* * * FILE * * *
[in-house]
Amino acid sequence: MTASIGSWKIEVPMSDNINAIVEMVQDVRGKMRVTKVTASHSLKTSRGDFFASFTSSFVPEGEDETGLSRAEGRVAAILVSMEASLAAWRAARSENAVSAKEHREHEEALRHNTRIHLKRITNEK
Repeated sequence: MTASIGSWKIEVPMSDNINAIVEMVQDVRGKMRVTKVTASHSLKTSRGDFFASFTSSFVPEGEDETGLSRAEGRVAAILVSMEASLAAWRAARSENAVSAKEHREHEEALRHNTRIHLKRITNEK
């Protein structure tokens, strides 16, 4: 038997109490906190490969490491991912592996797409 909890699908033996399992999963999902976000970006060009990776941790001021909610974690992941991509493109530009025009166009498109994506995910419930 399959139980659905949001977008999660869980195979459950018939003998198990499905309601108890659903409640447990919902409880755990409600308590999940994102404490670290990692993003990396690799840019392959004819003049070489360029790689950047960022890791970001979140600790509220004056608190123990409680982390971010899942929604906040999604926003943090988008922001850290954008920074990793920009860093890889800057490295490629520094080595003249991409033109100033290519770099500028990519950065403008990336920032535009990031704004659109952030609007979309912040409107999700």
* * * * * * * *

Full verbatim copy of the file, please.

[in-house]
Amino acid sequence: MTASIGSWKIEVPMSDNINAIVEMVQDVRGKMRVTKVTASHSLKTSRGDFFASFTSSFVPEGEDETGLSRAEGRVAAILVSMEASLAAWRAARSENAVSAKEHREHEEALRHNTRIHLKRITNEK
Repeated sequence: MTASIGSWKIEVPMSDNINAIVEMVQDVRGKMRVTKVTASHSLKTSRGDFFASFTSSFVPEGEDETGLSRAEGRVAAILVSMEASLAAWRAARSENAVSAKEHREHEEALRHNTRIHLKRITNEK
């Protein structure tokens, strides 16, 4: 038997109490906190490969490491991912592996797409 909890699908033996399992999963999902976000970006060009990776941790001021909610974690992941991509493109530009025009166009498109994506995910419930 399959139980659905949001977008999660869980195979459950018939003998198990499905309601108890659903409640447990919902409880755990409600308590999940994102404490670290990692993003990396690799840019392959004819003049070489360029790689950047960022890791970001979140600790509220004056608190123990409680982390971010899942929604906040999604926003943090988008922001850290954008920074990793920009860093890889800057490295490629520094080595003249991409033109100033290519770099500028990519950065403008990336920032535009990031704004659109952030609007979309912040409107999700």